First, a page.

We all have goals we want to accomplish in a certain time period. We have things we want to do before we’re dead and even before we turn 30 (which if you’re me feels like the same thing). To see Ed Reed accomplish his goal of winning of Super Bowl before retiring would be a treat. There are just some players who are so good you begin to feel like you traveled this journey with them. Ray Lewis is one of those players as well and although he has won a Super Bowl before, it was toward the beginning of his career and with a different crop of players. When you see this current group of Ravens together you buy into Lewis’ sales pitch that they’re brothers. You root for Ray Rice, you root for Terrell Suggs and you root for camaraderie, humility, and hard work. Seeing the Ravens in the Super Bowl would be a triumph of those principles.

The 49ers Have Had a Rough Road

Poor Alex Smith. Poor Vernon Davis. When you see two guys do well when many had previously described them as busts it just makes you a little warm and fuzzy. I’m still not completely confident in Smith-and neither is that offense which accounts for their kicker David Akers’ record-breaking season. But I do realize that he’s been through several coaches and several OCs and there’s still a lot of time left for Smith to grow into a more complete QB if this team remains stable. A Super Bowl visit or win by the 49ers would feed into every great storyline I love: players redeeming themselves, the difference coaching makes, and the importance of great defense. On coaching: Jim Harbaugh might not be able to shake a hand right but that man damn sure knows how to coach a team. On redemption: As a resident of DC, I appreciate that Carlos Rogers is playing like he never heard of the capital. Like he never lived here, never played on the disastrous Skins, never voted or anything otherwise related Washington. Speaking of DC, I’m also glad that now I can say Davis is good for something beyond keeping our club scene hopping with his brother Vontae.



Patriots - Ravens: Looking At The Weaker Side Of The Ball

Did Terrell Suggs actually play against the Texans? I don't remember much from him. But his team will NEED him against the Patriots.

Now that the 49ers, Giants, and Ravens have all won games with great defense we can pull out the “defense wins championships” narrative. And really, we can keep it out unless the Patriots win the Super Bowl and then we’d have to put it away. But as we talk about great defenses-my favorite thing to do-we can’t forget about matchups. And that’s why when I think of Patriots-Ravens, I’m less inclined to say the Ravens will win this one with their defense. I’m more inclined to say that this game will come down to which team’s weaker side of the ball performs better. And in the Ravens’ case it’s their offense and for the Patriots it’s the defense.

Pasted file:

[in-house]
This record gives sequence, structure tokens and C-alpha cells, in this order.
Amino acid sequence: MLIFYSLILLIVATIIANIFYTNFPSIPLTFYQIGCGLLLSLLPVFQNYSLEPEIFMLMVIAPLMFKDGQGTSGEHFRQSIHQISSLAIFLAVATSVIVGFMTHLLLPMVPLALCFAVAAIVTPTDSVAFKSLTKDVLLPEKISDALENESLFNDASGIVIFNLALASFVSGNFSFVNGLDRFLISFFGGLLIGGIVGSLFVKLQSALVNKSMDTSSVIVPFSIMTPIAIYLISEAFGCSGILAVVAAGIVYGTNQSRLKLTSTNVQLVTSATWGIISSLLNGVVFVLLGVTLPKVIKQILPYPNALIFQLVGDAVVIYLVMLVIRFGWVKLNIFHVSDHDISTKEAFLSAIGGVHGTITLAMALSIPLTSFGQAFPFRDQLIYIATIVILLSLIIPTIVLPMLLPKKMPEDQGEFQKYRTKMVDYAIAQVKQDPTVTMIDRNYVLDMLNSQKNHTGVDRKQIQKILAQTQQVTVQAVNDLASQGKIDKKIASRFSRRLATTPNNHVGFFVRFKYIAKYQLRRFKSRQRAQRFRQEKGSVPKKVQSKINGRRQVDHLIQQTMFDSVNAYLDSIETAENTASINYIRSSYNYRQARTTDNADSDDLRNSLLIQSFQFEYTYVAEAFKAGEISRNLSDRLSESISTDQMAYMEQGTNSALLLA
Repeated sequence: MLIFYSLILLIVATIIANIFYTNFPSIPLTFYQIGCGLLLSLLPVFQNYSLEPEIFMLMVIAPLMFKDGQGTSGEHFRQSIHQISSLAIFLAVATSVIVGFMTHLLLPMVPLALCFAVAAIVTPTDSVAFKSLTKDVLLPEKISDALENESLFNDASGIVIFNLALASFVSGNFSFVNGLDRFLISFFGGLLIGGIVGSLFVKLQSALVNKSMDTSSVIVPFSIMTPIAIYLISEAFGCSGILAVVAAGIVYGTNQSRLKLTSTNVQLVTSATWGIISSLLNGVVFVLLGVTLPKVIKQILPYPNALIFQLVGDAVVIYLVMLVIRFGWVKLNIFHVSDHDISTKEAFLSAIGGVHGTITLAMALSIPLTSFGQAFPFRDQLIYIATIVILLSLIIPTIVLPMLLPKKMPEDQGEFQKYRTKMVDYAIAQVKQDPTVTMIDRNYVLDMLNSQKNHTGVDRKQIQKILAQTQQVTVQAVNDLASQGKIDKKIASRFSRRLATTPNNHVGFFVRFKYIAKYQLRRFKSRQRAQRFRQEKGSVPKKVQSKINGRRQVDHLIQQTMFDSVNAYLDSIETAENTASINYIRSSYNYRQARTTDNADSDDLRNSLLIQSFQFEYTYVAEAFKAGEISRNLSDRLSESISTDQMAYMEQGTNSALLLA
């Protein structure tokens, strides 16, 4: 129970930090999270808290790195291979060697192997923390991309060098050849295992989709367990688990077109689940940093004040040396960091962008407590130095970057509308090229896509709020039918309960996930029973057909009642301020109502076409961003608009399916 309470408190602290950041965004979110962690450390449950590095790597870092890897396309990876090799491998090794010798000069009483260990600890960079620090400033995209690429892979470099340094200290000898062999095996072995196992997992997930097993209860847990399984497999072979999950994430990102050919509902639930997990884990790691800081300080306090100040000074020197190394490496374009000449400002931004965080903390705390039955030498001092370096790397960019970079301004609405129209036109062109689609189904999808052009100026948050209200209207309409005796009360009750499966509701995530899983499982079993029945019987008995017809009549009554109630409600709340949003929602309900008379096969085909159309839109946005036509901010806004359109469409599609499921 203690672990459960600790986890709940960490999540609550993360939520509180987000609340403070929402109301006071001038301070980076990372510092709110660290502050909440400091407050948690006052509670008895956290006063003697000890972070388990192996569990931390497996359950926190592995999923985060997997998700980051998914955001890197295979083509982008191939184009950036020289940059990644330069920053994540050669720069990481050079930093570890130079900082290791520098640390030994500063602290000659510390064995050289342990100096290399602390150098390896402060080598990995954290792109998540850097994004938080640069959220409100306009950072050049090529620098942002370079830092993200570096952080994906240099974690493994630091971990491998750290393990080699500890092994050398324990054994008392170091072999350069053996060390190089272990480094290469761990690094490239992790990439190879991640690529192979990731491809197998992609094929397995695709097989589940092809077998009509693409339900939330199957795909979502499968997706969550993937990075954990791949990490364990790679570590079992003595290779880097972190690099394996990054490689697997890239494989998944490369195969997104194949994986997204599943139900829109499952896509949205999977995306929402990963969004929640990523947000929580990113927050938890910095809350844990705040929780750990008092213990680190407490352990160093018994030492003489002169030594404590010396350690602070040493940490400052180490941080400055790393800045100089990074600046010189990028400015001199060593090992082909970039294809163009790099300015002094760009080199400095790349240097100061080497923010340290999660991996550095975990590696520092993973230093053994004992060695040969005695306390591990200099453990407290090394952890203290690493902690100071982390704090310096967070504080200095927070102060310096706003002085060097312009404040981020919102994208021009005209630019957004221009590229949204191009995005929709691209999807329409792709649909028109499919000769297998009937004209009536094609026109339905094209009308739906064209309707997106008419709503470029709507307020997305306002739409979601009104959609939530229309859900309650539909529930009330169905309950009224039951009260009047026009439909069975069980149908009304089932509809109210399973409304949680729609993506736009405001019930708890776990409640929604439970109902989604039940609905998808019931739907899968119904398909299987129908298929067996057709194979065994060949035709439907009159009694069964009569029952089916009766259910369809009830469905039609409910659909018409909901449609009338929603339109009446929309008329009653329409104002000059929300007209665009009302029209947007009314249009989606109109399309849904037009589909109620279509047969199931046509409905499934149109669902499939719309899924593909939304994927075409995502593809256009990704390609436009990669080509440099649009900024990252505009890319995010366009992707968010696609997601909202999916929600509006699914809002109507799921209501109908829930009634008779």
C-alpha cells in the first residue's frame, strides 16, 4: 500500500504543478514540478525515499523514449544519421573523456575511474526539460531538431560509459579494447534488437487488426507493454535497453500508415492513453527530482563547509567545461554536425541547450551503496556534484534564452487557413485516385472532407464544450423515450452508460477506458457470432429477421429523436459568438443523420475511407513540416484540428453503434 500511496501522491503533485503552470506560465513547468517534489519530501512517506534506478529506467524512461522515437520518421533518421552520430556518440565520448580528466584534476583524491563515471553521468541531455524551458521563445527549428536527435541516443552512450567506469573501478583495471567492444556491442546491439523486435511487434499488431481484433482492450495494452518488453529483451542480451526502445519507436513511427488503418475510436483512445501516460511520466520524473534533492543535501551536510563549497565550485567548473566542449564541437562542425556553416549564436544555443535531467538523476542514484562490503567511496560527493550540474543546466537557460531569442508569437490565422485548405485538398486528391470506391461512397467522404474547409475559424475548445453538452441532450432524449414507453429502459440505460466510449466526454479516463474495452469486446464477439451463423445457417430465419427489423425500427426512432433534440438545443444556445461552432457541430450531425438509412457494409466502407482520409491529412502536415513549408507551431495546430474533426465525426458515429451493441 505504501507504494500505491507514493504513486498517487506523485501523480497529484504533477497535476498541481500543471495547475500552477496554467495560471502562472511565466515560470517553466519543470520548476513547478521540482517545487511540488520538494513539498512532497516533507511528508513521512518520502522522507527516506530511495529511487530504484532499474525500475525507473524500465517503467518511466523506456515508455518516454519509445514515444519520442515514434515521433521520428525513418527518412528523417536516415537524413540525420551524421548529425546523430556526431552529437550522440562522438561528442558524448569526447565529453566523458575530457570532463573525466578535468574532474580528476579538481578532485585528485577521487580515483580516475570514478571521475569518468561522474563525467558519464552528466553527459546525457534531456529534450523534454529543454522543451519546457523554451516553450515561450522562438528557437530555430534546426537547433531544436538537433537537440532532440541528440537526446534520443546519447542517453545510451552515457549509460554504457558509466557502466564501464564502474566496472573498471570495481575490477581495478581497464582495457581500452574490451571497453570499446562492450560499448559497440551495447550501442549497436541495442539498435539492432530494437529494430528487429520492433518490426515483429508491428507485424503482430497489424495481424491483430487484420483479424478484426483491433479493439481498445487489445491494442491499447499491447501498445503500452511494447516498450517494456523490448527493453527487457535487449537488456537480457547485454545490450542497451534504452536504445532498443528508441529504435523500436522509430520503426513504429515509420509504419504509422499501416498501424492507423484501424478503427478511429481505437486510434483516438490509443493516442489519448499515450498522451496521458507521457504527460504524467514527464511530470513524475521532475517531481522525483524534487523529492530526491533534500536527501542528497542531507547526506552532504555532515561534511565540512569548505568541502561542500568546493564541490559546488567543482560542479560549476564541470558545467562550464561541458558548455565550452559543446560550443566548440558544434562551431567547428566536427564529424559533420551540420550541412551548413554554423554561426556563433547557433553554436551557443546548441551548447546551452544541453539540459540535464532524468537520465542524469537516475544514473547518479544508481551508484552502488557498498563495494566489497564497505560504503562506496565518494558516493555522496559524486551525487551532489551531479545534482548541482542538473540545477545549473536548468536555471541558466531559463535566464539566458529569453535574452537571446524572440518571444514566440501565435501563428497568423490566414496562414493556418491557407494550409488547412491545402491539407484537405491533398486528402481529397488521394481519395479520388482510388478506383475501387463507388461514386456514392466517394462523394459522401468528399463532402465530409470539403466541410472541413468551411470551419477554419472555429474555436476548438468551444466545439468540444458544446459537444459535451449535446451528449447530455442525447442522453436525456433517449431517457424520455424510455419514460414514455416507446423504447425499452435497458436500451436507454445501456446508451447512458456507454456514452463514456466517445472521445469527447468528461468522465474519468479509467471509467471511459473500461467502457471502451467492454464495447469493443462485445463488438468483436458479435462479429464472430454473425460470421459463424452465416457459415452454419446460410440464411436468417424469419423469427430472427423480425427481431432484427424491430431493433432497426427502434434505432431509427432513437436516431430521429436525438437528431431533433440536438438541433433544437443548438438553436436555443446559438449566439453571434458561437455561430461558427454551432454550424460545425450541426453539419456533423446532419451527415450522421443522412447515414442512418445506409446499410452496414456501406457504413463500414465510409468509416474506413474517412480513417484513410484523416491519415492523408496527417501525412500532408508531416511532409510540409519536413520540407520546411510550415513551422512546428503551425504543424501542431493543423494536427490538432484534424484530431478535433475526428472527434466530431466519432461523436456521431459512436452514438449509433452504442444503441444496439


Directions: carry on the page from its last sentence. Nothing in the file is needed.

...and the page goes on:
I said the same thing about the 49ers and the New Orleans Saints. The 9ers pedestrian offense stepped it up when it mattered and the Saints barely-there D couldn’t get it done. The weaker side of the 49ers righted its ship (temporarily) and they won.

You didn’t really need to catch the Ravens/Texans game today to know that the offense almost blew it for the Ravens. But what you may not know is that it wasn’t just Flacco. It was the receivers and the overall game plan. The Ravens really never got into any sort of rhythm during the game. They didn’t seem to have any “plan of attack” to speak of. The Texans, on the other hand, clearly came in ready to run the ball and get a nice mid-game going on those few times when passing was preferred. I think the rookie QB Yates had a pretty good showing, but the downfield passes weren’t clicking, and that resulted in 3 interceptions (2 by CB Webb and 1 by FS Reed).

The Ravens weren’t able to capitalize the way they should have been able to on those mistakes. They were up by 4 for what seems like forever. Punt punt punt punt punt. That simply won’t work against the Patriots unless the Patriots totally fall apart on offense the way the Packers did against the Giants. And yes, the Giants played well on defense, but 8 drops by 7 different receivers, among other foolishness committed by the Packers, is a horse of a different color. I don’t think the Ravens can depend on the Patriots to make many mistakes that aren’t directly forced by their smothering defense. And that’s why they are going to have to score at regular intervals and not spend an entire quarter not putting points on the board.